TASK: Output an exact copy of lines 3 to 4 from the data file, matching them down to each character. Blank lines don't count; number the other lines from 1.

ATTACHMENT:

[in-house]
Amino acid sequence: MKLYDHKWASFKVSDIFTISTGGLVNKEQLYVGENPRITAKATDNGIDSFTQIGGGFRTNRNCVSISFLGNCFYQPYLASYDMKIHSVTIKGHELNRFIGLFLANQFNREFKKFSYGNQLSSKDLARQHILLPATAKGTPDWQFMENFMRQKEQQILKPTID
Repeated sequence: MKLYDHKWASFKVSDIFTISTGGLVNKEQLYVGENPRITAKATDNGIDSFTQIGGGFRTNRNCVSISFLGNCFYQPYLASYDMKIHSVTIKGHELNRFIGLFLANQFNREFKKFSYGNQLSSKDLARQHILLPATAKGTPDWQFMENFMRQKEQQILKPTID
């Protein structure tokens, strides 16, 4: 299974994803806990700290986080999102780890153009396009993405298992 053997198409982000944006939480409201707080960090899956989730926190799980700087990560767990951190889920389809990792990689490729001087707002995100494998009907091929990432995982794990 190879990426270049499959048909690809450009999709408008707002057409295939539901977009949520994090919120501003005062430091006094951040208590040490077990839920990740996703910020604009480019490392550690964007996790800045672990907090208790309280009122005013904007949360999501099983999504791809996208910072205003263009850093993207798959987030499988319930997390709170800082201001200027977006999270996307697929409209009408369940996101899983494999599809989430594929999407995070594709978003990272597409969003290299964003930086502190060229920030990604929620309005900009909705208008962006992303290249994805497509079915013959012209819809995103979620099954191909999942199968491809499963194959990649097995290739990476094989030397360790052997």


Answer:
Repeated sequence: MKLYDHKWASFKVSDIFTISTGGLVNKEQLYVGENPRITAKATDNGIDSFTQIGGGFRTNRNCVSISFLGNCFYQPYLASYDMKIHSVTIKGHELNRFIGLFLANQFNREFKKFSYGNQLSSKDLARQHILLPATAKGTPDWQFMENFMRQKEQQILKPTID
């Protein structure tokens, strides 16, 4: 299974994803806990700290986080999102780890153009396009993405298992 053997198409982000944006939480409201707080960090899956989730926190799980700087990560767990951190889920389809990792990689490729001087707002995100494998009907091929990432995982794990 190879990426270049499959048909690809450009999709408008707002057409295939539901977009949520994090919120501003005062430091006094951040208590040490077990839920990740996703910020604009480019490392550690964007996790800045672990907090208790309280009122005013904007949360999501099983999504791809996208910072205003263009850093993207798959987030499988319930997390709170800082201001200027977006999270996307697929409209009408369940996101899983494999599809989430594929999407995070594709978003990272597409969003290299964003930086502190060229920030990604929620309005900009909705208008962006992303290249994805497509079915013959012209819809995103979620099954191909999942199968491809499963194959990649097995290739990476094989030397360790052997």